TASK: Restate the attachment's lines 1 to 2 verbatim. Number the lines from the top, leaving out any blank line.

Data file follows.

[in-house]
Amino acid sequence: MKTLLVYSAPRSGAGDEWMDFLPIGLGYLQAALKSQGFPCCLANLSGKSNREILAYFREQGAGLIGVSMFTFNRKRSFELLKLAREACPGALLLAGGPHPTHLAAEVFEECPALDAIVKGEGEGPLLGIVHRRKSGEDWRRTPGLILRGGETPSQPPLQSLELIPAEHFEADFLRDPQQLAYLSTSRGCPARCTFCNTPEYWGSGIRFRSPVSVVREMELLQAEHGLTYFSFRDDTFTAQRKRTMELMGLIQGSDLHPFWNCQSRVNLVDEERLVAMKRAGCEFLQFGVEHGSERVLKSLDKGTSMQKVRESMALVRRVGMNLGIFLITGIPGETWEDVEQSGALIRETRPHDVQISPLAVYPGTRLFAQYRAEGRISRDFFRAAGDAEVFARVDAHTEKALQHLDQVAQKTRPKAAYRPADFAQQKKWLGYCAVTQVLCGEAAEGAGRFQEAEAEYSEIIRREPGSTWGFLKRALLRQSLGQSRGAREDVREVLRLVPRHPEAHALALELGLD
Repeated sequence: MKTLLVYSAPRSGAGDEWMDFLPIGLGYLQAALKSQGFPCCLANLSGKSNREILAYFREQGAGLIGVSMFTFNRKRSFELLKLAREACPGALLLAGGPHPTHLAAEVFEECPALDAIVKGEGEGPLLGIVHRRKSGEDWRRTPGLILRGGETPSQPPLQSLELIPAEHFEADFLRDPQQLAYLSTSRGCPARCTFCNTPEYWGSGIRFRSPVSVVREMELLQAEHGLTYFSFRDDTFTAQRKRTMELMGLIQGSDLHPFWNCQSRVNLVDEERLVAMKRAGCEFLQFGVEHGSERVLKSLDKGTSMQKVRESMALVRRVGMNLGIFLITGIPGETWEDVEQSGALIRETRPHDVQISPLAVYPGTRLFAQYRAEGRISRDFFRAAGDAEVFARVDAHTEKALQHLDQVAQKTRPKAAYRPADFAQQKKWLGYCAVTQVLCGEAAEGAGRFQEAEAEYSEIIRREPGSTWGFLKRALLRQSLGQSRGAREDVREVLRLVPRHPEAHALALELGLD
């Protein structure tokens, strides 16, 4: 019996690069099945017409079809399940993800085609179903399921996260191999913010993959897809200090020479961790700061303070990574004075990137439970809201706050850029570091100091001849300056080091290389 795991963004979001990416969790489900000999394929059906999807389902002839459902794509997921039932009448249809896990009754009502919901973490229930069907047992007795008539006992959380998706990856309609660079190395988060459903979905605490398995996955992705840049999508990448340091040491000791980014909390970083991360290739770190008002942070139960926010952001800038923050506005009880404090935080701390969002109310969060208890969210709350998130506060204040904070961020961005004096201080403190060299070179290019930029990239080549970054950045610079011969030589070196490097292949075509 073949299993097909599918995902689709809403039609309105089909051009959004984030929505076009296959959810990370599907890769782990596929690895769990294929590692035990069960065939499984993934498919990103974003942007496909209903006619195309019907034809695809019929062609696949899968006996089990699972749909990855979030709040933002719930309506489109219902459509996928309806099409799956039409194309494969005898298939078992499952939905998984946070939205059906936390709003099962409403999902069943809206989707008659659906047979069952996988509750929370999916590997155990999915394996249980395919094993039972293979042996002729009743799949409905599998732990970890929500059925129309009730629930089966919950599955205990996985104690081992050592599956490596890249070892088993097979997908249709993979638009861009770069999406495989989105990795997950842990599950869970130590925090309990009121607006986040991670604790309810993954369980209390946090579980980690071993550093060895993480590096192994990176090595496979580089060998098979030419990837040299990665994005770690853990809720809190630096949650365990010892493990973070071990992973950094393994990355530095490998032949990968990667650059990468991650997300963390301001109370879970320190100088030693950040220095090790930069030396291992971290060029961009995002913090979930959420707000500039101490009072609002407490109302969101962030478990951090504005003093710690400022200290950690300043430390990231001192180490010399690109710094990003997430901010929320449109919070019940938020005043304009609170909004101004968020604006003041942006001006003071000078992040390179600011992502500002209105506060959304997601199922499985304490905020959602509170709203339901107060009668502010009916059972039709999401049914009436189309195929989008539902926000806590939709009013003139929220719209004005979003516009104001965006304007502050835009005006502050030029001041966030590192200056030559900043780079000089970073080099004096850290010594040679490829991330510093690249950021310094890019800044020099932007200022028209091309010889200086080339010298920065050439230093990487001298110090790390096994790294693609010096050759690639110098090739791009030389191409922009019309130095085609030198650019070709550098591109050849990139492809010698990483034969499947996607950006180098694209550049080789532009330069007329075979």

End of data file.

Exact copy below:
[in-house]
Amino acid sequence: MKTLLVYSAPRSGAGDEWMDFLPIGLGYLQAALKSQGFPCCLANLSGKSNREILAYFREQGAGLIGVSMFTFNRKRSFELLKLAREACPGALLLAGGPHPTHLAAEVFEECPALDAIVKGEGEGPLLGIVHRRKSGEDWRRTPGLILRGGETPSQPPLQSLELIPAEHFEADFLRDPQQLAYLSTSRGCPARCTFCNTPEYWGSGIRFRSPVSVVREMELLQAEHGLTYFSFRDDTFTAQRKRTMELMGLIQGSDLHPFWNCQSRVNLVDEERLVAMKRAGCEFLQFGVEHGSERVLKSLDKGTSMQKVRESMALVRRVGMNLGIFLITGIPGETWEDVEQSGALIRETRPHDVQISPLAVYPGTRLFAQYRAEGRISRDFFRAAGDAEVFARVDAHTEKALQHLDQVAQKTRPKAAYRPADFAQQKKWLGYCAVTQVLCGEAAEGAGRFQEAEAEYSEIIRREPGSTWGFLKRALLRQSLGQSRGAREDVREVLRLVPRHPEAHALALELGLD